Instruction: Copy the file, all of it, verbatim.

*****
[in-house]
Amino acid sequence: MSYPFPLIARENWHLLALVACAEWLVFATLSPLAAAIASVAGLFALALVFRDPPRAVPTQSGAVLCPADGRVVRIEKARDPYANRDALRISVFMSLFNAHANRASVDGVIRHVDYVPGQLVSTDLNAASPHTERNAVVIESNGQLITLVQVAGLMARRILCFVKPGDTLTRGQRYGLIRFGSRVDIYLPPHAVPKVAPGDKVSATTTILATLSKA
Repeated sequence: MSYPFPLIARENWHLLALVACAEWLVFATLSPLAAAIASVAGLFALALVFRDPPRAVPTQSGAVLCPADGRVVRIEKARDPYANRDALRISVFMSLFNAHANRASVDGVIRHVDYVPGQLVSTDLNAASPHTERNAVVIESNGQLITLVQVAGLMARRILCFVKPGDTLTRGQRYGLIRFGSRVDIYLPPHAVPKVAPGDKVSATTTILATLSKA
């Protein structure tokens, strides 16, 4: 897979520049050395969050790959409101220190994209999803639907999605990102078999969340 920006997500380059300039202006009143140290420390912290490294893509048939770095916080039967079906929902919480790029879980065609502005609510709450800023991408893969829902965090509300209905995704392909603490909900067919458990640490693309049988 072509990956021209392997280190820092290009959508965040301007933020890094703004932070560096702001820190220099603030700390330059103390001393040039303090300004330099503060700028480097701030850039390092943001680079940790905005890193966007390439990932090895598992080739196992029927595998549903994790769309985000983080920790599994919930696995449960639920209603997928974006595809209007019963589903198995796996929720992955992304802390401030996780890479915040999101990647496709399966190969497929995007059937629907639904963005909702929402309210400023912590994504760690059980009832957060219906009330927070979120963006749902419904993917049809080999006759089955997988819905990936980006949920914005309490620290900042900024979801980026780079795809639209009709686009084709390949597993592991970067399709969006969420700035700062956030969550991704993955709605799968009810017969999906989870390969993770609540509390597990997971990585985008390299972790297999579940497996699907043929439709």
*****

[in-house]
Amino acid sequence: MSYPFPLIARENWHLLALVACAEWLVFATLSPLAAAIASVAGLFALALVFRDPPRAVPTQSGAVLCPADGRVVRIEKARDPYANRDALRISVFMSLFNAHANRASVDGVIRHVDYVPGQLVSTDLNAASPHTERNAVVIESNGQLITLVQVAGLMARRILCFVKPGDTLTRGQRYGLIRFGSRVDIYLPPHAVPKVAPGDKVSATTTILATLSKA
Repeated sequence: MSYPFPLIARENWHLLALVACAEWLVFATLSPLAAAIASVAGLFALALVFRDPPRAVPTQSGAVLCPADGRVVRIEKARDPYANRDALRISVFMSLFNAHANRASVDGVIRHVDYVPGQLVSTDLNAASPHTERNAVVIESNGQLITLVQVAGLMARRILCFVKPGDTLTRGQRYGLIRFGSRVDIYLPPHAVPKVAPGDKVSATTTILATLSKA
């Protein structure tokens, strides 16, 4: 897979520049050395969050790959409101220190994209999803639907999605990102078999969340 920006997500380059300039202006009143140290420390912290490294893509048939770095916080039967079906929902919480790029879980065609502005609510709450800023991408893969829902965090509300209905995704392909603490909900067919458990640490693309049988 072509990956021209392997280190820092290009959508965040301007933020890094703004932070560096702001820190220099603030700390330059103390001393040039303090300004330099503060700028480097701030850039390092943001680079940790905005890193966007390439990932090895598992080739196992029927595998549903994790769309985000983080920790599994919930696995449960639920209603997928974006595809209007019963589903198995796996929720992955992304802390401030996780890479915040999101990647496709399966190969497929995007059937629907639904963005909702929402309210400023912590994504760690059980009832957060219906009330927070979120963006749902419904993917049809080999006759089955997988819905990936980006949920914005309490620290900042900024979801980026780079795809639209009709686009084709390949597993592991970067399709969006969420700035700062956030969550991704993955709605799968009810017969999906989870390969993770609540509390597990997971990585985008390299972790297999579940497996699907043929439709």